While speaking at a pro-immigration reform rally in California, President Barack Obama was interrupted by a group of young protestors who demanded he issue an executive order stopping all deportations.
"Mr. President, please use your executive authority to halt deportations!" yelled one protestor in the midst of Obama's remarks. "We agree that we need to pass comprehensive immigration reform, but at the same time, you have the power to stop deportations!"
"Actually, I don't," Obama said. "And that's why we're here."
"Stop deportations! Yes, we can!" other protestors began to yell in response.
Obama, who requested the protestors not be escorted from the event, said he respected the interrupters' passion. But, he said, he couldn't simply stop all deportations, even if he wanted to.
"What you need to know, when I'm speaking as president of the United States and I come to this community, is that if in fact I could solve all of these problems without passing laws in Congress, then I would do so," Obama said. "But we're also a nation of laws. That's part of our tradition."
"So the easy way out is to try to yell and pretend like I can do something by violating our laws," continued Obama. "What I'm proposing is the harder path, which is to use our democratic process to achieve the same goal that you want to achieve. But it won't be as easy as just shouting. It requires us lobbying and getting it done."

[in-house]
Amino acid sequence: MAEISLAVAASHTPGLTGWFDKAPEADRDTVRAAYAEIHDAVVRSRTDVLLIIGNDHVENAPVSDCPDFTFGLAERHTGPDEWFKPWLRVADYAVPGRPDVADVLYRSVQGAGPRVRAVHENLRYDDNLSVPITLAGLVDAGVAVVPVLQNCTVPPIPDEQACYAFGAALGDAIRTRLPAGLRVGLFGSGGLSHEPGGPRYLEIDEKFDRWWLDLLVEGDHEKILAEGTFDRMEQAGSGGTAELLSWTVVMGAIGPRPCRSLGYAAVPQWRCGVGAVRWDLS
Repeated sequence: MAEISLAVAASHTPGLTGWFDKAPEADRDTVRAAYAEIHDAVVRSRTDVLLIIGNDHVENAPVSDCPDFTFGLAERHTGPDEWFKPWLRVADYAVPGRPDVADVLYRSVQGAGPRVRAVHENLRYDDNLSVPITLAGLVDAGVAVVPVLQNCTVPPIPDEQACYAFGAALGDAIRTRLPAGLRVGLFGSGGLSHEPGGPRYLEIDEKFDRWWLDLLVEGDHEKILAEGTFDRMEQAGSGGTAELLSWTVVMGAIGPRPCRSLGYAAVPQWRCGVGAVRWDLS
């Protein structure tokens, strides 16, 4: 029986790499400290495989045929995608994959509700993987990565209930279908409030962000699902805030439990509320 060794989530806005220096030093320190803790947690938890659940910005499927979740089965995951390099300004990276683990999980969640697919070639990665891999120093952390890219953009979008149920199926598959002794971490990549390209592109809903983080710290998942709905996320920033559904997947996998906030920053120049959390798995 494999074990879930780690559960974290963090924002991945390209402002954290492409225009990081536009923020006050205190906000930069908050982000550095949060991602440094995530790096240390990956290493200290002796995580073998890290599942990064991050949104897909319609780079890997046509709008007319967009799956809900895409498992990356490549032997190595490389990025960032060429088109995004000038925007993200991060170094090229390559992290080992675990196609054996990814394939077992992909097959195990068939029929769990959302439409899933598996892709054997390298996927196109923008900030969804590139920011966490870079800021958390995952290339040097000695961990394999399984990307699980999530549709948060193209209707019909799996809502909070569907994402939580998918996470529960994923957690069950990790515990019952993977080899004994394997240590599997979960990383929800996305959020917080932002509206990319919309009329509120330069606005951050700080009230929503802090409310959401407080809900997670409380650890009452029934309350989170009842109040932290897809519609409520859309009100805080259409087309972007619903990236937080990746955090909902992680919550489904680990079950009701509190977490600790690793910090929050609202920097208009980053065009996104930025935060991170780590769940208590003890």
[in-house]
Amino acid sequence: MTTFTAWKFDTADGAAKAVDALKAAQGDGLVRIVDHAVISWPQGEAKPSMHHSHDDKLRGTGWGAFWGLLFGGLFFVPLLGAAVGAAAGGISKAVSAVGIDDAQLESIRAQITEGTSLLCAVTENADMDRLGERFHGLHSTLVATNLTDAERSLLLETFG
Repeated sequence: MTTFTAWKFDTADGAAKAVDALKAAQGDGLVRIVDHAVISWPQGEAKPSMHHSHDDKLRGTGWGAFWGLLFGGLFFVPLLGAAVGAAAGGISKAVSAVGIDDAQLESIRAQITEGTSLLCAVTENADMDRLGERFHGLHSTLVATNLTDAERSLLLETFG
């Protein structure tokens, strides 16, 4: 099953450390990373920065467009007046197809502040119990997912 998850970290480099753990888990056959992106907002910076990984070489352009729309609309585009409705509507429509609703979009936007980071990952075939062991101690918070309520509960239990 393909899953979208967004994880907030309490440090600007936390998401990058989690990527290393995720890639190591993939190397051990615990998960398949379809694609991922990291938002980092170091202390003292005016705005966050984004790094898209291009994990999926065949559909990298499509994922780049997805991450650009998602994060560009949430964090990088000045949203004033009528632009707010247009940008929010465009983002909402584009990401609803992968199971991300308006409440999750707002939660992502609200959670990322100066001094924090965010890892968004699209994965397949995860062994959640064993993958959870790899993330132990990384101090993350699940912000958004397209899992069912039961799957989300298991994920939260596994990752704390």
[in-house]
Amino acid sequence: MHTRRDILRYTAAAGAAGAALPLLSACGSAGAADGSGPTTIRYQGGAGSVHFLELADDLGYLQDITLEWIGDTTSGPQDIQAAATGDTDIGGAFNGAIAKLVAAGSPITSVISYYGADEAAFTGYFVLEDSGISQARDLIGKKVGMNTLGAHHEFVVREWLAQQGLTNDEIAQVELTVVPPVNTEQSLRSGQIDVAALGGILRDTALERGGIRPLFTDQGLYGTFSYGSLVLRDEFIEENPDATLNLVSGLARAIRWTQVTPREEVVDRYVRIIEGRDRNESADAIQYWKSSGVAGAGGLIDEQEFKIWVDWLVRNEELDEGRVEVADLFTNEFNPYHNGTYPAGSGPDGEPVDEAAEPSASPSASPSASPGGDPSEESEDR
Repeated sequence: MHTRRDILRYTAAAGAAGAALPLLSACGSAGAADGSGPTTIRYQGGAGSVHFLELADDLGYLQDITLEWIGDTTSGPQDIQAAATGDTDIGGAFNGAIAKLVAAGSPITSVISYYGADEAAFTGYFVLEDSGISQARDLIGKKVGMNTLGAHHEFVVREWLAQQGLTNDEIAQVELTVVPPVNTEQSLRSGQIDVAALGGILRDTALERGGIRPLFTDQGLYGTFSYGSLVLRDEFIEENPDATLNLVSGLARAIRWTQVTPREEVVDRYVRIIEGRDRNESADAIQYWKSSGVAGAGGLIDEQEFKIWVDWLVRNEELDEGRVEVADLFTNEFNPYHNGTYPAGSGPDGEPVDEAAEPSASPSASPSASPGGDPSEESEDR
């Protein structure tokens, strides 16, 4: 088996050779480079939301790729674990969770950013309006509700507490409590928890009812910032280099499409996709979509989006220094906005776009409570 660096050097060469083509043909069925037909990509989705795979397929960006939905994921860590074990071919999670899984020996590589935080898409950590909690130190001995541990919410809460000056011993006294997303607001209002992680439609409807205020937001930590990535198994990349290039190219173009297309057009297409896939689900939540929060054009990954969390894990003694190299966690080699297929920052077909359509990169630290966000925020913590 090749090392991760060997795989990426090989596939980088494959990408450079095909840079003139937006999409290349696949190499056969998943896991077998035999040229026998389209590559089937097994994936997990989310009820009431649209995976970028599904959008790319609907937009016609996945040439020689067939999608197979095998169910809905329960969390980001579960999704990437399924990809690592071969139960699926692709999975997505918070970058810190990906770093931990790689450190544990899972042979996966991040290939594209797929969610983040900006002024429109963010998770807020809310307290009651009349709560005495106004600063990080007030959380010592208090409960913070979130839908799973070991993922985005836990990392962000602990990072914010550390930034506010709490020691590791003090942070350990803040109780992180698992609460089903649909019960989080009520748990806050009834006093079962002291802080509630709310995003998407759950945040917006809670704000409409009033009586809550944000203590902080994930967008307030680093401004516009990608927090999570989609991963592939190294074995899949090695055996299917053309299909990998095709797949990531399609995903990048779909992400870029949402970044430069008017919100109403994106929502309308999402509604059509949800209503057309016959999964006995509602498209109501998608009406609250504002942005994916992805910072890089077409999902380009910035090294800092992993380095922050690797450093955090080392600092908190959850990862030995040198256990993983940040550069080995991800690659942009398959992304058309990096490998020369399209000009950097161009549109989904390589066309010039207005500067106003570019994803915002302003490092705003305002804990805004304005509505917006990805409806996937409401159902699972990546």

Before the interruption, the president made his pitch to the House GOP to take up immigration reform to deal with a number of different issues, even if they do it through a more piecemeal approach. "It's Thanksgiving," he joked. "We can carve that bird into multiple pieces."
House Speaker John Boehner (R-Ohio) said last week that immigration reform is "absolutely not" dead, although without answering questions about the timetable. Majority Whip Kevin McCarthy (R-Calif.), who previously said immigration bills won't go for votes until next year, said Sunday on CBS' "Face the Nation" that reform "is going to happen in a step-by-step method."
But so far, it's not clear what pieces House Republicans plan to include. While there are already proposals on border security, high-skilled worker visas and interior enforcement, the GOP has not put any bills on the table to give legal status to undocumented immigrants. House Democrats, joined by three Republicans, introduced a comprehensive immigration reform bill in October and are urging a vote, but House leadership has indicated they won't get one.
Watch Obama's interaction with the hecklers below: